Bush administration proposes habitat investment
Associated Press Writer
CHEYENNE, Wyo. ” Wyoming is the main focus of the Bush administration’s proposed $22 million initiative to restore and protect wildlife habitat in seven western states.
More than half the money, $11.5 million, will be directed to southwest Wyoming, where intense natural gas development is affecting the habitat of sage grouse, antelope, deer, moose, elk and other species.
“The budget proposal reflects the importance of Wyoming nationally,” Steven Hall, spokesman for the Bureau of Land Management, said.
Congress would have to approve the appropriation.
The initiative in Wyoming would bring together seven state and federal agencies to help reclaim land affected by natural gas development and study how the development is affecting wildlife in the Green River Basin, which encompasses about 15 million acres.
Details of the program were to be released Friday afternoon by state and federal officials, including Gov. Dave Freudenthal, BLM state director Bob Bennett and U.S. Fish and Wildlife regional director Mitch King.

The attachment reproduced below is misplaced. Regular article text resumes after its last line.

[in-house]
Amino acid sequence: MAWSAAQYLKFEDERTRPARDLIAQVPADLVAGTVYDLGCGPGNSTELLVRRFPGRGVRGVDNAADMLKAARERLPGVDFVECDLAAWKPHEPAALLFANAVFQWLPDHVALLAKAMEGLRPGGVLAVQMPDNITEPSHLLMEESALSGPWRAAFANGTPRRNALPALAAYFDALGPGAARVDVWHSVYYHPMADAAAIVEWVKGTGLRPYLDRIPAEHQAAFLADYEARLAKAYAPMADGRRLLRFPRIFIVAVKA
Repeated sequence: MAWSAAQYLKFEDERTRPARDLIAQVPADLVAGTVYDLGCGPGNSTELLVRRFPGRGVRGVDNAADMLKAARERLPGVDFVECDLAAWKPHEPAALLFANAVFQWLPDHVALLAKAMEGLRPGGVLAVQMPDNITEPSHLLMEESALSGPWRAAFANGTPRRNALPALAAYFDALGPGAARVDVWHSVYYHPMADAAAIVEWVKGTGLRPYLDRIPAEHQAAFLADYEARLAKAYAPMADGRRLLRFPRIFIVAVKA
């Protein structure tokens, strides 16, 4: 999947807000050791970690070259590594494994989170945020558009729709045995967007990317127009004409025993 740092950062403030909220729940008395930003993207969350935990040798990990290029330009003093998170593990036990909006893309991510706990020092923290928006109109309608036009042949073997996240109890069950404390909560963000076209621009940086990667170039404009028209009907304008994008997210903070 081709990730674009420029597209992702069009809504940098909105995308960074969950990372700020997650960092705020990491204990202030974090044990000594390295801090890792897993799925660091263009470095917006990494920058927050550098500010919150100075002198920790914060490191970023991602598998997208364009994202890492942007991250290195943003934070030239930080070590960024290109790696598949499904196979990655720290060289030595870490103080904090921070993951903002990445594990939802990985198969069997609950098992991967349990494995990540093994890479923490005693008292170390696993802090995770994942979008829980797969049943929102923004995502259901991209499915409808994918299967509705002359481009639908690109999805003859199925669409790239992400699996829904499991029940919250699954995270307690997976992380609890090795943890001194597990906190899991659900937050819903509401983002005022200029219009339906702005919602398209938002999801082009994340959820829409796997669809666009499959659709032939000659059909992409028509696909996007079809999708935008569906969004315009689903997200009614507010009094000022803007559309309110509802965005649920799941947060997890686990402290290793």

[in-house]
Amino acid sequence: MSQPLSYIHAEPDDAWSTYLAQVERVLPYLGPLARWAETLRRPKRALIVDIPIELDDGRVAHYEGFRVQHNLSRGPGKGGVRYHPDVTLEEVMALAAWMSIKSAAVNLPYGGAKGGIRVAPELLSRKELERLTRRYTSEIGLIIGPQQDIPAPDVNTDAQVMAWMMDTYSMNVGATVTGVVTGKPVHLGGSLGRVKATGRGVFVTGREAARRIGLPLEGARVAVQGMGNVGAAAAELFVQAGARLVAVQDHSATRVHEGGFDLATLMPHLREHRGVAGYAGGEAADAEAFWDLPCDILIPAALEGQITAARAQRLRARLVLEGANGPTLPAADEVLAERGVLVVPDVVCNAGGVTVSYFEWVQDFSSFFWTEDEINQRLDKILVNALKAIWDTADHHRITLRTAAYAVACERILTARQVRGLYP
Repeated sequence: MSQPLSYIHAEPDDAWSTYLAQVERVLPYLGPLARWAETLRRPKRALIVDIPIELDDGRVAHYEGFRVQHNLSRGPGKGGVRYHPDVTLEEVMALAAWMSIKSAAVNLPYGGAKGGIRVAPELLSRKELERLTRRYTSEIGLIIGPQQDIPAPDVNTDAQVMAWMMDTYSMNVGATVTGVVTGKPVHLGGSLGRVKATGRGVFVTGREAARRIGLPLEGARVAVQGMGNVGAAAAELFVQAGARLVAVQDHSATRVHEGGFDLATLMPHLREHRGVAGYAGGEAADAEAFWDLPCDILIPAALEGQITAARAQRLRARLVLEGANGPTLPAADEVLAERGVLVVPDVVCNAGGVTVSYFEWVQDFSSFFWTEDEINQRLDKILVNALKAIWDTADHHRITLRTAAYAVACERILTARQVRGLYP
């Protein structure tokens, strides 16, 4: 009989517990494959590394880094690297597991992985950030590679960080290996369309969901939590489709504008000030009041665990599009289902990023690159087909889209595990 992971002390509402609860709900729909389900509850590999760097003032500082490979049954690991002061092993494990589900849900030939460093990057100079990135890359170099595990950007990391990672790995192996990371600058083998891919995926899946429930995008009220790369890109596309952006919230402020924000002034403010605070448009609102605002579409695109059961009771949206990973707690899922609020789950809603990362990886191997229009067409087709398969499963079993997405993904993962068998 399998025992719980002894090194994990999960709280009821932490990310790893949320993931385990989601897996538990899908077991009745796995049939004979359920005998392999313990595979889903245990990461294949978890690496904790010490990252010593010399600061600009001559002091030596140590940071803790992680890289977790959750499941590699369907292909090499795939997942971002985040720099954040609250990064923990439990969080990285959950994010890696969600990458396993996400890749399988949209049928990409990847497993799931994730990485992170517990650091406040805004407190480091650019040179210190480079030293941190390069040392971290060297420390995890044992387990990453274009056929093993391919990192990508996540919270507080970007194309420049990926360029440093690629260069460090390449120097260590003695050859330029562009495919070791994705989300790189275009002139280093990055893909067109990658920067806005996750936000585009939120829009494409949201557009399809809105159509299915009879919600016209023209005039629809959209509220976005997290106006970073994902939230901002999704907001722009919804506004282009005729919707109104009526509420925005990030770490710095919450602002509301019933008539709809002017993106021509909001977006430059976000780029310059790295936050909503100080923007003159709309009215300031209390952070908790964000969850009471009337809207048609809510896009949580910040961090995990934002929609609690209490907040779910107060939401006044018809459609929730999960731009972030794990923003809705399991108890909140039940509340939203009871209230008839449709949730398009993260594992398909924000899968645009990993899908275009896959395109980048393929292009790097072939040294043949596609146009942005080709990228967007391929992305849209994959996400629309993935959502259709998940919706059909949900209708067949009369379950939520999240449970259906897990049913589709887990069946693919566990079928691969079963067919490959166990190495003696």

Southwest Wyoming contains an estimated 83 trillion cubic feet of recoverable natural gas. It also is home to an estimated 100,000 deer, 100,000 pronghorn antelope, 1,400 big horn sheep and nine threatened or endangered species.
Under the Bush administration proposal, the BLM would get $4.5 million, to help restore landscape in southwest Wyoming, with special focus on sagebrush, mountain shrub, aspen and riparian areas. The U.S. Geological Survey would receive $5 million to assess the health of habitats, monitor habitat changes caused by development and gather information to forecast future energy development and plan for habitat conservation.
The U.S. Fish and Wildlife Service would get another $2 million to work with private landowners to conserve species and restore habitat on private land.
Other agencies that would participate in the Wyoming project include the U.S. Forest Service, the National Park Service, the U.S. Bureau of Reclamation and the Wyoming Game and Fish Department.
The administration seeks money for similar projects in New Mexico ($3.5 million), Utah ($2 million), Idaho, Oregon and Nevada ($1.9 million), and Colorado ($1.3 million).
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